Human induced pluripotent stem cells (iPSCs)-based models are an ideal resource for studying disease mechanisms in vitro at the cellular level , enabling research studies to be performed under defined experimental conditions and in a reproducible manner.
Challenges in creating iPSC-derived models
iPSC-based disease models typically involve multiple steps: obtaining primary target cells, generating iPSCs, differentiating the iPSCs into the disease cell type and culturing the differentiated cells under specialized conditions to develop the disease phenotype in vitro (Figure 1).
One of the main challenges in developing iPSC-based disease models is obtaining the appropriate human tissue to initiate the process. Tissues from individuals with a particular disease allow access to cellular changes that are found in that disease state, and include all of the genotypic changes that underlie a disorder. Cells used in the in vitro model should reflect the genotype and phenotype of the diseased cells in vivo which can be challenging depending on the disorder.
Figure 1. Typical pathway for developing iPSC-based disease models.
How can I access diseased tissues and generate an iPSC-based disease model?
The most straight-forward way to obtain relevant cells to initiate a disease model is to target patients with the disease of interest and obtain a source material, such as blood, urine or skin, from which to isolate primary cells to reprogram (Figure 1). This approach is advantageous in that all of the genetic changes associated with a disease phenotype are incorporated within the primary cell and will therefore be included in the derived disease model. However, disease-affected tissue can be often be difficult to obtain, especially for rarer conditions and disorders.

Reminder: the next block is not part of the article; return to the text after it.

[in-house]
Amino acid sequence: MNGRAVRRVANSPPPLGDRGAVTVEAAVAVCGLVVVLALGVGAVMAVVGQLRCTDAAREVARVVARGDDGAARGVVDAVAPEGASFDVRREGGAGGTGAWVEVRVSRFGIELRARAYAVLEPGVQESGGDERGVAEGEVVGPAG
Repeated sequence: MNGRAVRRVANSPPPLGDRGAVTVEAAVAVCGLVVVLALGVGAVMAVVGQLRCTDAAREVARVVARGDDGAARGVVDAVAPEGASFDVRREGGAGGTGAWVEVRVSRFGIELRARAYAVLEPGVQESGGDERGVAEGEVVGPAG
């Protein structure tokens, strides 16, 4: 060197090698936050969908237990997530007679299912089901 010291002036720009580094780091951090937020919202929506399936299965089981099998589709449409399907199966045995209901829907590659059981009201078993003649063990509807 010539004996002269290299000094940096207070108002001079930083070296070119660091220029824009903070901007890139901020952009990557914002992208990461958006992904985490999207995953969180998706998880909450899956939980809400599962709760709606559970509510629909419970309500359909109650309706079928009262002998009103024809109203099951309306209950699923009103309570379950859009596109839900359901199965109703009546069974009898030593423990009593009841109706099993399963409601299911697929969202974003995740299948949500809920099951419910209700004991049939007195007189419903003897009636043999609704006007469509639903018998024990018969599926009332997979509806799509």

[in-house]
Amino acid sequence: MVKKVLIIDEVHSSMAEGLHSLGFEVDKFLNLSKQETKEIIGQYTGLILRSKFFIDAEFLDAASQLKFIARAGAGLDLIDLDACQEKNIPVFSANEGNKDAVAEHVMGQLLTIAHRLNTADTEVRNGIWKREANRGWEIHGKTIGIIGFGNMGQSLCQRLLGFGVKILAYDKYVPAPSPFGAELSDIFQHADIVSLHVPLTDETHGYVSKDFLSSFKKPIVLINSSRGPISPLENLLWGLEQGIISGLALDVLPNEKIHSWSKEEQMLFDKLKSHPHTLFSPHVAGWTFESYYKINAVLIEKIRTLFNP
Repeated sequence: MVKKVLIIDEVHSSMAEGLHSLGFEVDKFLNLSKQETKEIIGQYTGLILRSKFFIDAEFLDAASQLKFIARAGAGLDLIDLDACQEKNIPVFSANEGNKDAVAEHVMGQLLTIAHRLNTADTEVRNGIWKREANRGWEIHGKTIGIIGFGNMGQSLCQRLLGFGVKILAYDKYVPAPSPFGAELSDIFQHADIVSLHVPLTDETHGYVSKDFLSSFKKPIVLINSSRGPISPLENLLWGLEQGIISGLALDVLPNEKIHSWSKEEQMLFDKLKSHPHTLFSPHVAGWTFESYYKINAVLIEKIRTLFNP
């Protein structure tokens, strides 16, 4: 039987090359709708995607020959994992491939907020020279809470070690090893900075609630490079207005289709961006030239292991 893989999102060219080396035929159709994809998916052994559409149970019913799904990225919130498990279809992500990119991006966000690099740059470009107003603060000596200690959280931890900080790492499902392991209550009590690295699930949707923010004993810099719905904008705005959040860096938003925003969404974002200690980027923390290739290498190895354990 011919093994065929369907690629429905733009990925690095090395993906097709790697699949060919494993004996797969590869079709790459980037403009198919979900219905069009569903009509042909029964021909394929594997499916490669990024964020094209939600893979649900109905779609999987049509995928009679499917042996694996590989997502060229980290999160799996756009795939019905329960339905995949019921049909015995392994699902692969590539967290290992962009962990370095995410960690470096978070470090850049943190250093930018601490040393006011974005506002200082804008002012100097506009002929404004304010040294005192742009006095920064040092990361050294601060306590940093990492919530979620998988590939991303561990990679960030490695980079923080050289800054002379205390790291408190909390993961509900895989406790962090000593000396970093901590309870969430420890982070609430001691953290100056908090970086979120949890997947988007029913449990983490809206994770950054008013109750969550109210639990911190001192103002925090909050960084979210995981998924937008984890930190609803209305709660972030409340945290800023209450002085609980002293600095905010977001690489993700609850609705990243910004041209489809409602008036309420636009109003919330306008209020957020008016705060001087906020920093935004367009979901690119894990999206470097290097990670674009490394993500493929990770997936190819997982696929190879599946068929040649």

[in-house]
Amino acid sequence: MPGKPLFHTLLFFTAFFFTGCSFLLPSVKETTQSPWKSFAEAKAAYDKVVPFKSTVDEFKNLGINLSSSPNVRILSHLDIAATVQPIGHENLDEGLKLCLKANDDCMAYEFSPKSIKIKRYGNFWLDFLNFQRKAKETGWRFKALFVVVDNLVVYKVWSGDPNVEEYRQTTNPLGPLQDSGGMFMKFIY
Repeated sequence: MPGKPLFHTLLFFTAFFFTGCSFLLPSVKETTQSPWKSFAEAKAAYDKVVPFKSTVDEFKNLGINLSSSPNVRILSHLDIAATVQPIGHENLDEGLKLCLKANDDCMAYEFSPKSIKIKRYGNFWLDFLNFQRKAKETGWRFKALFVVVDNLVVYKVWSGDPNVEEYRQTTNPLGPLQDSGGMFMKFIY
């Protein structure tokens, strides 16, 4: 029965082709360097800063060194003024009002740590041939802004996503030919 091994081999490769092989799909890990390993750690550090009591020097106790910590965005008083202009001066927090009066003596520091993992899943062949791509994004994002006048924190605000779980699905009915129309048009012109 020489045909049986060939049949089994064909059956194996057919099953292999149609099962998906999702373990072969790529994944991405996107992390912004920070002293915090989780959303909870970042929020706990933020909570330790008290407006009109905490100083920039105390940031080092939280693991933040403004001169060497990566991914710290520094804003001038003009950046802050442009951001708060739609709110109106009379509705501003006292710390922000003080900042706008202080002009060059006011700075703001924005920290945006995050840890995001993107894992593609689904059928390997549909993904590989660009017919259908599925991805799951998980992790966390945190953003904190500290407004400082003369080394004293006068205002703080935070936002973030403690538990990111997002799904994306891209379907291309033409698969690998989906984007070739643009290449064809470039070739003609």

How can REPROCELL help me to achieve this?
Through our extensive global Tissue Network , REPROCELL can source a variety of diseased and healthy tissue samples (for example skin, blood or urine cells) for use with REPROCELL reprogramming technologies to generate iPSCs on behalf of our clients. Tissues and cells that we source are fully anonymized and consented for use in all types of iPSC-based projects, and come with valuable donor demographic information. We can also perform molecular characterization of tissue or primary cells to provide further genetic information or confirm disease-relevant mutations.
Table 1 shows a few examples of disease areas available through our Tissue Network. Following recovery of tissue, we can source and ship directly to you, isolate the primary target cells and deliver to you, or we can directly carry the primary cells into our reprogramming protocol using our state-of-the-art StemRNA 3rd Gen Reprogramming technology and deliver donor-derived iPSC ready for use (Figure 2). As our network is constantly expanding, please check with us to find out if we can source your target cell or tissue.
Figure 2. Cells can be shipped at multiple stages
I want to find out more
You can find out more about the REPROCELL Tissue Network, Reprogramming and Molecular Services, using the resources below.
- Global Biorepository of Human Tissue Samples
- iPSC Reprogramming
- Molecular services (Genomic Services)
If you are ready to discuss your research needs with one of our iPSC experts, please please contact us.
|Disease Group||Example Diseases|
|Retinal Eye Disease||
Table 1: Examples of Tissue Network Disease Area
Sarkar et al. Efficient generation of CA3 neurons from human pluripotent stem cells enables modeling of hippocampal connectivity in vitro. Cell Stem Cell 22:684 (2018)
Czerniecki et al. High-throughput screening enhances kidney organoid differentiation from human pluripotent stem cells and enables automated multidimensional phenotyping. Cell Stem Cell 22:929 (2018)
Holmgren et al. Expression profiling of human pluripotent stem cell-derived cardiomyocytes exposed to doxorubicin – Integration and visualization of multi-omics data. Tox Sci 163: 182 (2018)
Sarah Eminli-Meissner, PhD
Head of Business at REPROCELL
Previously Global Director at Stemgent, Sarah is now responsible for driving REPROCELL's stem cell business revenue. You can contact her on LinkedIn.
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